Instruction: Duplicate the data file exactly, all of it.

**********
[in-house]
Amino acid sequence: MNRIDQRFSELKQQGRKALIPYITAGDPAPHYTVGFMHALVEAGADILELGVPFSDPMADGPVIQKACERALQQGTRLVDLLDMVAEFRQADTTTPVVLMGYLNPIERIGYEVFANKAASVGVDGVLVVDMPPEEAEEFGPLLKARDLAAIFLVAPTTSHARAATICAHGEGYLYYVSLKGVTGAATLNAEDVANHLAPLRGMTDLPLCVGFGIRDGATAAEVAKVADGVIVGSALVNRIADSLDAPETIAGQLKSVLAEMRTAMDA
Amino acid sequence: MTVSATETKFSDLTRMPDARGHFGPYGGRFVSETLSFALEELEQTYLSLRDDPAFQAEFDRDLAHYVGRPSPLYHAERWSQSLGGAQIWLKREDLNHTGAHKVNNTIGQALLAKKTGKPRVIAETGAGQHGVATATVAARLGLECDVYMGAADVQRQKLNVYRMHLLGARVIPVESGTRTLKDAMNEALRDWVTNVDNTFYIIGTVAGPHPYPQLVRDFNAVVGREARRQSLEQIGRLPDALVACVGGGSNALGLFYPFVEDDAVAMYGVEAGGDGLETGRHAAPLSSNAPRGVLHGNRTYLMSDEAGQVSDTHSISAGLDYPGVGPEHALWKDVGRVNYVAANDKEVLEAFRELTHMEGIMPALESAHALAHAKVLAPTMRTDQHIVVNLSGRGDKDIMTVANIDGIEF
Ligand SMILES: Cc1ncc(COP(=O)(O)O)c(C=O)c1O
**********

[in-house]
Amino acid sequence: MNRIDQRFSELKQQGRKALIPYITAGDPAPHYTVGFMHALVEAGADILELGVPFSDPMADGPVIQKACERALQQGTRLVDLLDMVAEFRQADTTTPVVLMGYLNPIERIGYEVFANKAASVGVDGVLVVDMPPEEAEEFGPLLKARDLAAIFLVAPTTSHARAATICAHGEGYLYYVSLKGVTGAATLNAEDVANHLAPLRGMTDLPLCVGFGIRDGATAAEVAKVADGVIVGSALVNRIADSLDAPETIAGQLKSVLAEMRTAMDA
Amino acid sequence: MTVSATETKFSDLTRMPDARGHFGPYGGRFVSETLSFALEELEQTYLSLRDDPAFQAEFDRDLAHYVGRPSPLYHAERWSQSLGGAQIWLKREDLNHTGAHKVNNTIGQALLAKKTGKPRVIAETGAGQHGVATATVAARLGLECDVYMGAADVQRQKLNVYRMHLLGARVIPVESGTRTLKDAMNEALRDWVTNVDNTFYIIGTVAGPHPYPQLVRDFNAVVGREARRQSLEQIGRLPDALVACVGGGSNALGLFYPFVEDDAVAMYGVEAGGDGLETGRHAAPLSSNAPRGVLHGNRTYLMSDEAGQVSDTHSISAGLDYPGVGPEHALWKDVGRVNYVAANDKEVLEAFRELTHMEGIMPALESAHALAHAKVLAPTMRTDQHIVVNLSGRGDKDIMTVANIDGIEF
Ligand SMILES: Cc1ncc(COP(=O)(O)O)c(C=O)c1O